Bluetooth® and WiFi® are both wireless technologies that use radio frequency (RF) waves to create networks, but they’re used for fundamentally different purposes. Bluetooth®’s main purpose is to temporarily link an individual’s personal devices together over short distances, while the purpose of WiFi® is to link multiple computers together over longer distances.
Although Bluetooth® and WiFi® both create networks, Bluetooth® creates a Personal Area Network (PAN) by generating low frequency radio waves that all Bluetooth®-enabled devices in the immediate area can join to be interoperable. You might think of this as a “shroud” surrounding an individual user. A Bluetooth® headset, for example, allows hands-free cell phone use for driving or working. Other types of personal devices can swap files, synchronize data and even share access to the Internet through an Internet-enabled laptop, cell phone, personal digital assistant (PDA) or iPod®.
A Bluetooth® network can also be used to send files from your laptop to your desktop, or from your laptop to your printer. If a machine does not come with Bluetooth® capability built-in, adapters are available. Most adapters make use of a Universal Serial Bus (USB) port, but other types of adapters are also available.
WiFi® also uses radio frequency (RF) waves, but its protocols are designed to connect multiple computers. In the case of a business, WiFi® allows many computers to communicate with each other without stringing cable between them, saving considerable money and time in the installation process. Computers operating over the WiFi® LAN can share databases, files, programs and resources including printers, scanners and fax machines. The computers might also share Internet access, though this isn’t a requirement of a LAN.
A home WiFi® network is almost always setup to share Internet access among all computers in the household, while it may or may not be configured to share files and resources. Between Bluetooth® and WiFi®, Bluetooth® is much easier to use for swapping files between computers at home, and even for sending files to a nearby printer. There is virtually no setup involved in establishing a Bluetooth® network, while a LAN requires some configuration and know-how to allow sharing of files and resources.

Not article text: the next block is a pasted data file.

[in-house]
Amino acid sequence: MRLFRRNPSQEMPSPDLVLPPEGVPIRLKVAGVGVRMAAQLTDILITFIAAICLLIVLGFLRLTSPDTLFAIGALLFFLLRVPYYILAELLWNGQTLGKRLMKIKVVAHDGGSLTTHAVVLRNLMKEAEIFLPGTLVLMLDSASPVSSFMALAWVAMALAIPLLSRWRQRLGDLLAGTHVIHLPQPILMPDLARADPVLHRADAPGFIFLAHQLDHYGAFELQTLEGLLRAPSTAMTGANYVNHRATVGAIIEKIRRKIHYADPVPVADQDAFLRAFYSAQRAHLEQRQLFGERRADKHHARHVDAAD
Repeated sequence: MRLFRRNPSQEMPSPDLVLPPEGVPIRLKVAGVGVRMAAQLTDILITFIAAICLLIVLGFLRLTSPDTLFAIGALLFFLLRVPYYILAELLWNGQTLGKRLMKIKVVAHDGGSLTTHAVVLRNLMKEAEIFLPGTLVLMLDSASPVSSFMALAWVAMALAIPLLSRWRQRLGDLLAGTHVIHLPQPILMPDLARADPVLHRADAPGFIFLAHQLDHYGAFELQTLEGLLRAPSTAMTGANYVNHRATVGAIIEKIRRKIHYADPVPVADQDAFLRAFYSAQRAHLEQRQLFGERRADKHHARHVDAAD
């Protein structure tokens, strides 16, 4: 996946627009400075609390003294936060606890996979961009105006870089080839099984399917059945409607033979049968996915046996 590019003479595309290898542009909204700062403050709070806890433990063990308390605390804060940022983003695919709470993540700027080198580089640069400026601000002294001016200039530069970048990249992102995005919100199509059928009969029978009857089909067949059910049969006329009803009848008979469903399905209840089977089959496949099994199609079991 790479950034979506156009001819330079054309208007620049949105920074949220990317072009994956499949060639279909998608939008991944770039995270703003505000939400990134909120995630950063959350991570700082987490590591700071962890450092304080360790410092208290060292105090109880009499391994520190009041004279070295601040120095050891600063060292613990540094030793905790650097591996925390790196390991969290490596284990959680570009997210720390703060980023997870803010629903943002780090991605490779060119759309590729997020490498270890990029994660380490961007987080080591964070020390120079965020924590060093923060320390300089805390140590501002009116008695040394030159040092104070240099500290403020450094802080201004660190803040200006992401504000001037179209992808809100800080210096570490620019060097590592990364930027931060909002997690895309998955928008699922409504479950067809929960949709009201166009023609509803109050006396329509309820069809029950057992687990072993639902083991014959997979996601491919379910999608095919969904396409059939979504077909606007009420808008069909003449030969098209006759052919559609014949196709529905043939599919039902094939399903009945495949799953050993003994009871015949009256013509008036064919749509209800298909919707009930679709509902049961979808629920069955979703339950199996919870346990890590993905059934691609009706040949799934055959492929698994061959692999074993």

Since Bluetooth® works with battery operated devices, it most commonly uses a low-powered Class 2 radio to broadcast the RF network, generating a weak signal that doesn’t extend effectively beyond 30 feet (~10 meters) or so. Class 1 Bluetooth® can reach 10x further, geared towards connecting home devices powered by electricity. WiFi® also comes in different flavors and architectures, currently meeting or exceeding the 300-foot (~100m) range.
Bluetooth® and WiFi® each follow specific protocols and standards that make it easy for manufacturers to design and market Bluetooth® and WiFi® products that will be interoperable with other brands and products that support the same standards. For example, as of winter 2008 the current Bluetooth® standard is 2.0 and the newest available WiFi® standard is 802.11n, faster than the previous standard, 802.11g. When shopping for network-capable devices, be sure they support the desired standard and version.
Another way that Bluetooth® and WiFi® differ is that WiFi® is supported by modems and routers, while a near-infinite range of products might support Bluetooth®. Personal devices and home entertainment products are forever evolving, making interoperability a highly desired feature. Perhaps the biggest commonality between Bluetooth® and WiFi® is that both technologies are incredibly useful and widespread; in homes, businesses, government, and in virtually every aspect of life.